Carrot and Tomato Soup

Sometimes I have an idea of a recipe and must adjust partway through. This was one of those. I thought I’d make this soup with a strong hit of fresh ginger, but it turned out we’d just finished up the ginger on the tofu and green beans we made tonight. Instead, I started the soup with chopped garlic and powdered ginger, which contributes a less aggressive, darker note than fresh ginger’s brash brightness.

I made this because there were tomatoes that needed to be used; a container of cream in the fridge is such a boon when there are random vegetables to be productively dispensed with. All you need are cooked vegetables seasoned with one or two distinctive seasonings, then buzzed through the blender, back into the pan, cream in, and maybe a fresh herb or some juice stirred in if you have it.

Frozen vegetables, also, can be quickly turned into something wonderful with a good dollop of cream. A bag of frozen peas, a sautéed onion, cream, salt to taste and a generous grinding of pepper at the end make something that will surely bring up memories of spring. A little chopped spinach or briefly heated lettuce added to that adds to the vernal mood.

For tonight, this didn’t go exactly as planned, since I didn’t have the ginger I was thinking I’d use, but it came out nicely anyway; bright carnival orange with a mild citrus flavor, and background notes of ginger and garlic.

1/2 T. butter
1/2 T. canola oil
2 large cloves garlic, chopped
1/2 t. powdered ginger
1 large tomato, roughly chopped
1 c. grape tomatoes
7 carrots, peeled and roughly chopped
salt to taste
1 c. water
1/2 c. cream
1/4 t. paprika
1 T. lemon juice
1 T. orange juice

Heat the butter and oil together in a large saucepan. (I use part oil to allow for sautéing, and to cut the saturated fat a little bit because cream will be added later.) When hot, add the garlic and sauté briefly, until fragrant but not browned. Add the ginger and stir briefly until incorporated into the fat, then add the carrots and tomatoes. Crush the grape tomatoes with your hands as you add them to the pan. (Be careful, they squirt like crazy.) Add salt to taste (you’ll need less if you add it at this point). Cover the pan, reduce the heat to just below medium, and cook until the carrots are tender. Remove from the heat.

Place the contents of the pan into the blender or food processor, and cover. Puree, adding up to 1 c. of liquid as necessary to process. Return the puree to the pan and add the cream and paprika, and stir to combine. Add the lemon and orange juices, and stir again to combine. Check seasoning and reheat as necessary, without allowing to boil.

Cream soups benefit from decoration: dust with paprika or minced herbs or drizzle with additional cream before serving.

Roasted Tofu and Mushrooms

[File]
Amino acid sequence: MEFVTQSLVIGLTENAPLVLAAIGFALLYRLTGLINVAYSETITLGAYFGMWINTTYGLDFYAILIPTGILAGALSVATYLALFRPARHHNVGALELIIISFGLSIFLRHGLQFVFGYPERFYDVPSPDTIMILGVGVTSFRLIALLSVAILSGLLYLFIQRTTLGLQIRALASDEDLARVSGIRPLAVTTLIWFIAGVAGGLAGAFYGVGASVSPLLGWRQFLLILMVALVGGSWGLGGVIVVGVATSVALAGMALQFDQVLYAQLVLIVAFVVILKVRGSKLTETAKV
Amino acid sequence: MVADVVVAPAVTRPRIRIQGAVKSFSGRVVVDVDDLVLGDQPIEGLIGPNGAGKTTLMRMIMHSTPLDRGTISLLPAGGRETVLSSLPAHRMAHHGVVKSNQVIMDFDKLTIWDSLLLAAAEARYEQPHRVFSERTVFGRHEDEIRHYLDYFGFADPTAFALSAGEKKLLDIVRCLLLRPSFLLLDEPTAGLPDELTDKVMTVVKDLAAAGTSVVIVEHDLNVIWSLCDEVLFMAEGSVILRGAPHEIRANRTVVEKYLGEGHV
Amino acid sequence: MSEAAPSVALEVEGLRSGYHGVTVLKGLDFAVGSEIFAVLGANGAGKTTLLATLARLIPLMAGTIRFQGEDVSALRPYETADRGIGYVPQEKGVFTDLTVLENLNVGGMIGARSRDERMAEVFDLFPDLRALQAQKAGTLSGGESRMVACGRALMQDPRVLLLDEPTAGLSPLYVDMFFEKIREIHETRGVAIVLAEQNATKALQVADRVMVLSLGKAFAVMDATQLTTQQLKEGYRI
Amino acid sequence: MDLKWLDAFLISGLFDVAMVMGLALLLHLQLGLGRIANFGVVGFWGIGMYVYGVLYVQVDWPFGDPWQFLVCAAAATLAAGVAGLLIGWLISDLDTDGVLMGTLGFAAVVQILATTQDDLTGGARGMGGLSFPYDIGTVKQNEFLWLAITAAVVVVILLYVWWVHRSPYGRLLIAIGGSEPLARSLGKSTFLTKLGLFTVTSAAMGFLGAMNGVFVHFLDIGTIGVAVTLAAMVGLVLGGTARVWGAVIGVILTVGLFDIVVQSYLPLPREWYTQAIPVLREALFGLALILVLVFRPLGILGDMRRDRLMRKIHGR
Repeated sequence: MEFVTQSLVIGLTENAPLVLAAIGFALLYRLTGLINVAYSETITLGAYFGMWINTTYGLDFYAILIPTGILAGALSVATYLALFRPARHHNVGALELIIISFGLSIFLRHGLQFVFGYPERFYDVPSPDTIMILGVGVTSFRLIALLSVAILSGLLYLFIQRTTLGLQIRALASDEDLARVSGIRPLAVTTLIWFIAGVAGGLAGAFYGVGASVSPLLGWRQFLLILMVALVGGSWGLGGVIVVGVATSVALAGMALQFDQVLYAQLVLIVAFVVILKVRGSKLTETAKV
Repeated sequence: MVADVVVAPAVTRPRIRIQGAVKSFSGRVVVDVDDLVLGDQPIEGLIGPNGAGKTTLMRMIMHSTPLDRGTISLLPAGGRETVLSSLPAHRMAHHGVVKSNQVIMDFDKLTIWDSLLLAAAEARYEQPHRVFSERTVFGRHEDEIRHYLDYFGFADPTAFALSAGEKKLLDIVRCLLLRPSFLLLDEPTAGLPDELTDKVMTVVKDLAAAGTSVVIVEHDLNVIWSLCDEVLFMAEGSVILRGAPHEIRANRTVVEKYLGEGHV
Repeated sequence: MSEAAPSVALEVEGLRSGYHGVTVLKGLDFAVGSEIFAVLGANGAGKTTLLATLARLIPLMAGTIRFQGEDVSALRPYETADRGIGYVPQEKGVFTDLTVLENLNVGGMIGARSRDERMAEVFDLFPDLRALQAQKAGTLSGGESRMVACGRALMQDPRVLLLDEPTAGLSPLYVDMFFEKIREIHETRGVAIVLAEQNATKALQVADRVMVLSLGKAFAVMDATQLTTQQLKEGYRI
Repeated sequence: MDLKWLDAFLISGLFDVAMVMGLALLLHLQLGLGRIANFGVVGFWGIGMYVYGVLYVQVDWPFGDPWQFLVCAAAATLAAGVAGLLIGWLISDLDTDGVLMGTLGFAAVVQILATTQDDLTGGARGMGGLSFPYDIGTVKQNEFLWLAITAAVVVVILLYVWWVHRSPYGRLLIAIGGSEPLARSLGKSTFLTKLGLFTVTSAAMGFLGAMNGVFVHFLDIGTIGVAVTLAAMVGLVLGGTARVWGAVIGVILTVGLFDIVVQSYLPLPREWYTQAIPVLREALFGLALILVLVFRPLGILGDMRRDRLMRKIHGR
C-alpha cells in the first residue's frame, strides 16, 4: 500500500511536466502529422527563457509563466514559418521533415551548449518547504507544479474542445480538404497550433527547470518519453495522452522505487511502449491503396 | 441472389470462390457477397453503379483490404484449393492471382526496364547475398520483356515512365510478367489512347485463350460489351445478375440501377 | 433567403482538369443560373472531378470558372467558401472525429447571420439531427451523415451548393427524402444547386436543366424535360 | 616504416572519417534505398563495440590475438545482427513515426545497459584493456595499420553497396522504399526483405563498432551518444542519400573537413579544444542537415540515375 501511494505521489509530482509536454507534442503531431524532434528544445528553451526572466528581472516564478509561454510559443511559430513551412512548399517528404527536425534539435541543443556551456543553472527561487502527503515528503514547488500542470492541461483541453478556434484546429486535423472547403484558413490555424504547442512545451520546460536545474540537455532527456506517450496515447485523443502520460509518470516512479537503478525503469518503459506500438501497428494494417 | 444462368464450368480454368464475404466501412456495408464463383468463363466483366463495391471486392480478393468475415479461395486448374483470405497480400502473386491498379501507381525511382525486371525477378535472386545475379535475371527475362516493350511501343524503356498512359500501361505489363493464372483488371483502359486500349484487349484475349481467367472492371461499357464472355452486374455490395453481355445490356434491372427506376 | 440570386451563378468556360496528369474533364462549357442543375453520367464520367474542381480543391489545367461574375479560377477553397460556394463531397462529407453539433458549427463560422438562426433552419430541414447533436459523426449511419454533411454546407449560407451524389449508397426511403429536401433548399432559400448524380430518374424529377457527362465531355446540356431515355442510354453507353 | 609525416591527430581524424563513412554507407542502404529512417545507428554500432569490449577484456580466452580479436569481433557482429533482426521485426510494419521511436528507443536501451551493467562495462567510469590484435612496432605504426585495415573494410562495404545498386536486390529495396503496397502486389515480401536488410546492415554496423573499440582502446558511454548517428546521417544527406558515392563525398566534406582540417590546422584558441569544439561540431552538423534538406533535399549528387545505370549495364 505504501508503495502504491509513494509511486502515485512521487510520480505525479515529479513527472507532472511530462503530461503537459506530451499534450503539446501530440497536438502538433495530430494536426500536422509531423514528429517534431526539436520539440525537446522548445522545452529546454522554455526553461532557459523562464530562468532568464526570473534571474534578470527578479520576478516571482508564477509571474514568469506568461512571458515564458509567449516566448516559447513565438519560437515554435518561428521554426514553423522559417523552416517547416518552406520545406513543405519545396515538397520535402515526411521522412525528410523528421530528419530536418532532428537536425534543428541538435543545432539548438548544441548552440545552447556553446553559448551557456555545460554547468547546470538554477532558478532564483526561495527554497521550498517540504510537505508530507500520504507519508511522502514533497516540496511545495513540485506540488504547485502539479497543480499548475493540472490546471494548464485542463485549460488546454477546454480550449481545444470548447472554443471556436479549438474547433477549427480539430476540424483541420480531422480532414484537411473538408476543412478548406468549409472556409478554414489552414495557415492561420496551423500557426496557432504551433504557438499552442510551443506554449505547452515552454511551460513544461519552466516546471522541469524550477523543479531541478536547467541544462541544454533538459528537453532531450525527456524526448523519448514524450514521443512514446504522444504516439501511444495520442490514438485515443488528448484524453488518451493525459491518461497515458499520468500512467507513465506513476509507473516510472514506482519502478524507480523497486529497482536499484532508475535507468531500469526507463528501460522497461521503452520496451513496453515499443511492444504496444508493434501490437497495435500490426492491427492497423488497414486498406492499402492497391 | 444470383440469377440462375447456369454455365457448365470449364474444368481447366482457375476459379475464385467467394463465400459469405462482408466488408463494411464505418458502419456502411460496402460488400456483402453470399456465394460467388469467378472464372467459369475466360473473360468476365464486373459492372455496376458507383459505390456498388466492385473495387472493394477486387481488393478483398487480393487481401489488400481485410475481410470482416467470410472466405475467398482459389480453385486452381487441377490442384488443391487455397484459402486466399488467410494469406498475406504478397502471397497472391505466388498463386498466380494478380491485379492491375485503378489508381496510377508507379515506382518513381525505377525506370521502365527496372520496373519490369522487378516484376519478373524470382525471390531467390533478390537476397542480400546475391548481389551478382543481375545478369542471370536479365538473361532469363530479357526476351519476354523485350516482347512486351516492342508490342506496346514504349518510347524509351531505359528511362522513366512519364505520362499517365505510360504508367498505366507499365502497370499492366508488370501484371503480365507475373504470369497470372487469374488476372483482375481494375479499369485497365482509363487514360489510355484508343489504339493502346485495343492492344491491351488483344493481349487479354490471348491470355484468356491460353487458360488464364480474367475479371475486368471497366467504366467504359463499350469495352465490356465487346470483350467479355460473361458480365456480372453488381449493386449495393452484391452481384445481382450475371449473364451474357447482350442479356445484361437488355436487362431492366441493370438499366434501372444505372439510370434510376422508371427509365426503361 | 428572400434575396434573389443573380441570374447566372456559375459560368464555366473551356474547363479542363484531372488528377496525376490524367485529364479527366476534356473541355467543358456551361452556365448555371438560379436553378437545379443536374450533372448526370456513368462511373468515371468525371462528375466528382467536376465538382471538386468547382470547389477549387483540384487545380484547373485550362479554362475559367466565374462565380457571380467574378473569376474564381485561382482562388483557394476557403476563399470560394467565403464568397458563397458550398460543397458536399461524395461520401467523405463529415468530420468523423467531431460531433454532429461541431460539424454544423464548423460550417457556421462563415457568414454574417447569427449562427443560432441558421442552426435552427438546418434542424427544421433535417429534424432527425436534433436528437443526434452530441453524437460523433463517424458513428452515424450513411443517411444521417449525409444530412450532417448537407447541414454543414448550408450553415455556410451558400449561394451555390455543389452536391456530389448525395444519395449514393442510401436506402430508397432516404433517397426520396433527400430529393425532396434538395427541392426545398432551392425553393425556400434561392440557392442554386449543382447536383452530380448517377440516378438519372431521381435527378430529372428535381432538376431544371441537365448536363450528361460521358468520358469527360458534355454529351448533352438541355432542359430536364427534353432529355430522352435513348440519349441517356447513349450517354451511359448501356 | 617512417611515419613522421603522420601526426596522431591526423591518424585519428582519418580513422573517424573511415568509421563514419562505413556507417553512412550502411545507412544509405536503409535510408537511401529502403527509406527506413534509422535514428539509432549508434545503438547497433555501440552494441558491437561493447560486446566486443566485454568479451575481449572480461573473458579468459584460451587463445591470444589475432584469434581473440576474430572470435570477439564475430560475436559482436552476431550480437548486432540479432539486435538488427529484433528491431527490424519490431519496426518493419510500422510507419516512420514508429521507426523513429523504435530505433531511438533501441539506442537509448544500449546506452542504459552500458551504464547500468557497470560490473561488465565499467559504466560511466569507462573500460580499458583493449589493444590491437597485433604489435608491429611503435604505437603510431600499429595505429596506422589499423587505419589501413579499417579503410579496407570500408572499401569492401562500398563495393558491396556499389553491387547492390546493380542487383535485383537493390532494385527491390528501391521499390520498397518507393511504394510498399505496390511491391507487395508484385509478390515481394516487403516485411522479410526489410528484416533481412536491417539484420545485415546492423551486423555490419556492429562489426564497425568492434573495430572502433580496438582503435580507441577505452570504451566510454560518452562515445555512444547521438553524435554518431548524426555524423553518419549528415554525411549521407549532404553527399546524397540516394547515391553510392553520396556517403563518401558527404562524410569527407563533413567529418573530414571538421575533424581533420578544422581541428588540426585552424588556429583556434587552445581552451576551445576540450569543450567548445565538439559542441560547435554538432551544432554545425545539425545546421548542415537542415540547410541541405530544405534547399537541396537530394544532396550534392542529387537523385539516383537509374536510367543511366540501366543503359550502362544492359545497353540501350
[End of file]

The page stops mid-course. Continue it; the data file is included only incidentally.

Oh yeah, doesn’t that sound awesome?

Really, if you’ve never liked tofu, this is a good place to start. The time in the oven does away with the squishy cloudlike blandness, reducing the tofu to crispy-edged little hunks of protein and the mushrooms to an intensely flavored chewy adjunct. It really is good.

As a bonus, once the initial chopping is done, this dish requires very little tending – it goes in the oven and requires only an occasional stir.

This is a fine thing to toss with just about any stir-fry. The reason for doing it in the oven is that browning tofu in a pan takes a lot of time, attention, and oil, and adds enormously to the time it takes to get a stir-fry together. If you can do the tofu part in the oven, where it can tend itself, everything else goes much easier. At the end, serve yourself your rice, stir-fry, and then some tofu and mushrooms on top.

There is garlic powder in this recipe, which I hardly ever use – I have it on hand for garlic bread. Sure, I love bruschetta with fresh garlic rubbed across its surface, but I also like the more pedestrian butter and garlic salt broiled until bubbling. The reason it’s here is because fresh garlic would scorch, and the idea of the dish is really more in line with that broiled garlic bread. You could make this without the garlic powder and then toss in a couple cloves of fresh garlic at or near the end, which I’m sure would be wonderful as well, but the idea was for this to be easy.

Now you know I’m a garlic powder apologist. (That phrase does not currently appear on Google…am I the first?)

Preheat oven to 450 degrees.

1 lb. extra-firm tofu, drained and thoroughly patted dry (I’ve used Nasoya and White Wave in this recipe with equal success), then cut into 1/2” squares.
1-6 oz. package cremini mushrooms (look for “baby bellas” if they’re not labeled as cremini), stems removed, cleaned, and finely chopped

1 T. fresh ginger, minced
1/2 t. ginger powder
1/2 t. garlic powder
1 t. paprika
2 T. tamari
2 t. sesame oil
a squeeze of lemon juice
salt to taste

Place the tofu and mushrooms in a 13×9 glass baking dish. Combine the seasoning ingredients and pour over the tofu. Toss all ingredients to combine. Place in the oven on the middle rack, and roast, stirring every ten minutes or so, until the tofu is well-colored, the mushrooms have reduced in volume, and the whole mixture is more dry. This will take 30-40 minutes. The tofu will continue to firm up and shrink after it is removed from the oven, so it does not need to be completely dry when removed from the heat.

This method is also quite nice when the mushrooms are replaced with red peppers.